Lieberman: We Don't Want to Lose Our Freedom by Trying to Keep Terrorists from Crossing Border

December 11, 2012 - 7:38 PM

Sen. Joe Lieberman (I-Conn.)

Sen. Joe Lieberman (I-Conn.) (AP photo)

(CNSNews.com) – Sen. Joseph Lieberman (I-Conn), the chairman of the Senate Homeland Security Committee, said Tuesday the U.S. has made it increasingly difficult for Hezbollah terrorists and their supporters to cross the U.S.-Mexico border--but there is still more work to do to make the border secure.

However, Lieberman also warned that we don't want to lose American freedom by trying to keep terrorist from crossing the border from Mexico into the U.S.

“The security’s better on the U.S.-Mexican border than it has been before in terms of terrorists’ capacity to break through our borders in the south, but we still have more work to do. We have such a big border that we constantly have to get better,” Lieberman told CNSNews.com at a Capitol Hill press conference.

“I don’t know that we’re ever going to reach the point where we’re going to say ‘OK, we have enough defenses on our border’ because it’s so big and of course our country is a free country and we don’t want to lose that freedom in trying to keep the terrorists out,” he said.

Hezbollah is a terrorist organization based in Lebanon that was formed in 1982 with direct sponsorship from Iran’s Islamic Revolutionary Guard Corps (IRGC) Quds Force, and continues to receive material support from Iran.

In 2008, Mexican national and former Tijuana restaurant owner Samil Boughader Mucharrafille was sentenced to 60 years in prison in Mexico for smuggling 200 people across the U.S.-Mexico border, some of whom were reportedly Hezbollah supporters.

In 2005, Mahmoud Youssef Kourani was convicted for sending material support to Hezbollah from Dearborn, Mich., after bribing an immigration official to obtain a visa and enter the U.S. from Mexico in 2001.

There also have been several reports indicating a strategic alliance between Hezbollah and Mexican drug cartels.

According to investigative journalist Doug Farah, who testified on July 7, 2011 before the House subcommittee on counter-terrorism and intelligence, there are narco-tunnels used for smuggling people and resources that resemble tunnels used by Hezbollah in Lebanon.

Lieberman, along with Sen. Bob Casey (D-Pa.), announced a Senate resolution Tuesday that urges the European Union to designate Hezbollah as a terrorist organization.

CNSNews.com subsequently asked Lieberman about Hezbollah’s possible penetration of the U.S. border:  “Senator, Secretary [of State Hillary] Clinton said recently that Iran is ‘exporting terrorism’ in a global fashion ‘from Mexico to Thailand.’ And we know of instances when Hezbollah members have come across the U.S.-Mexico border. There was [Mahmoud] Youseff Kourani who was convicted in 2005, the brother of a Hezbollah commander. Do you believe the U.S.-Mexico border is secure enough?”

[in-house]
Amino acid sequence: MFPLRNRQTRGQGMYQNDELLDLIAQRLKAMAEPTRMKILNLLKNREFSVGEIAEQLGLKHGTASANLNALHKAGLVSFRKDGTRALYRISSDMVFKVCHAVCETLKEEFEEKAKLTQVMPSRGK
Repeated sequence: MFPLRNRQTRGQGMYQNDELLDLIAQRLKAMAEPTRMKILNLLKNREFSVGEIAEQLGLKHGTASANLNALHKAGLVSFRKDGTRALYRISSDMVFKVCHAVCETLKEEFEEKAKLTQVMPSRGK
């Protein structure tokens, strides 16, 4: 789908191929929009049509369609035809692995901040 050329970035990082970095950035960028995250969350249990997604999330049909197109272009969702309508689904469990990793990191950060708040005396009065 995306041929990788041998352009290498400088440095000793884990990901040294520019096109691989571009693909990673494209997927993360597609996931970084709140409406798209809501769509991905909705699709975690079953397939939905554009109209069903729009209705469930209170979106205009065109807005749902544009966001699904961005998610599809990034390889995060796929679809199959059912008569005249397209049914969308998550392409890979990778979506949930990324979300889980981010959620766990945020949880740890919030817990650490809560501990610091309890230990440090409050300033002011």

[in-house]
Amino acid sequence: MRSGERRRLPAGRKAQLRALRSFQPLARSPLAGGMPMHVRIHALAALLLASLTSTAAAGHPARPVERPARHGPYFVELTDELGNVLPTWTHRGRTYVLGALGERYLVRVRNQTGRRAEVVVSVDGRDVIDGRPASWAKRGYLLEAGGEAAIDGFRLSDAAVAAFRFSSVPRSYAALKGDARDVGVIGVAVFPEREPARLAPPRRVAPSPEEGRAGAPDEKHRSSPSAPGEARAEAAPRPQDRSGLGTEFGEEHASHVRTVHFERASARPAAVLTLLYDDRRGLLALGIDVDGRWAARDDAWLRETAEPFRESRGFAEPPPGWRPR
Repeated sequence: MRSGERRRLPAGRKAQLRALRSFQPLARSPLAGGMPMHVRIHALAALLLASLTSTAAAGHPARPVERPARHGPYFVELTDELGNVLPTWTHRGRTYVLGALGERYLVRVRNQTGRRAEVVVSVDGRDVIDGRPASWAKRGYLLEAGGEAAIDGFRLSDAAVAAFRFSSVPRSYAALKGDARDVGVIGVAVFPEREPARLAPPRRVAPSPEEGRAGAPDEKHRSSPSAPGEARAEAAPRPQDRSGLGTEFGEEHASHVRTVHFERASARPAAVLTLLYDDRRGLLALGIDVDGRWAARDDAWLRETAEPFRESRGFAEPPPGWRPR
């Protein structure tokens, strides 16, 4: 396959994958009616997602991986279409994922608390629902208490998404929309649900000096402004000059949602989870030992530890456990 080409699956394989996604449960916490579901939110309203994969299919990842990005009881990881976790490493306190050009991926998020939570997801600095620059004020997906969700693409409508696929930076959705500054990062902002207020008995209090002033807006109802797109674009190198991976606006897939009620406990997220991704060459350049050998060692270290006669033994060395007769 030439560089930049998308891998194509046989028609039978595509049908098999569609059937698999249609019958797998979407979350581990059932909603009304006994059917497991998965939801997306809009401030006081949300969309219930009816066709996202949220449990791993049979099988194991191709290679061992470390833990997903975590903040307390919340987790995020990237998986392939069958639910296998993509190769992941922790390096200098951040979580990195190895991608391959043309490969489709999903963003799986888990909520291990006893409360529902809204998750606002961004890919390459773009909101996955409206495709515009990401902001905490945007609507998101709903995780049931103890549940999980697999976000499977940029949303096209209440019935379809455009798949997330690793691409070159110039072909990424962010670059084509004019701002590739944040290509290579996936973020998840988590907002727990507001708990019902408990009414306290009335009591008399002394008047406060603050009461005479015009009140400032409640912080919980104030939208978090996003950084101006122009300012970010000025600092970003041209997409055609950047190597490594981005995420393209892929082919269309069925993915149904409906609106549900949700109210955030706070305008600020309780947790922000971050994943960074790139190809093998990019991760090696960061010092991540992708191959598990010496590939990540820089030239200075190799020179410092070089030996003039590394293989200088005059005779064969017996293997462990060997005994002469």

Lieberman responded: “Well, first off, your question makes a point that I don’t think is widely enough appreciated in our country, that in the last year or two, the Iranian regime -- particularly through this Quds force that I’ve mentioned—is operating much more globally than they did before.”

He continued, “I will say this, and I know something about this because of my role as the chairman of the Homeland Security Committee, the Department of Homeland Security and others have been really beefing up security on the Mexican border and illegal immigration has gone way down.”

“But all that security has also made it harder for Hezbollah to break through our borders and it’s an argument for why we have to not just focus on so-called illegal immigration but really on terrorists trying to break through our southern border,” he said. “It’s getting harder to do that because we have more personnel down there and much more sophisticated electronic equipment that the US government has set up”

CNSNews.com followed up: “So would you say it’s secure enough or is there still work to do?”

“The security’s better on the U.S.-Mexican border than it has been before in terms of terrorists’ capacity to break through our borders in the south but we still have more work to do. We have such a big border that we constantly have to get better,” he said.

“I don’t know that we’re ever going to reach the point where we’re going to say, ‘OK, we have enough defenses on our border’ because it’s so big and of course our country is a free country and we don’t want to lose that freedom in trying to keep the terrorists out.”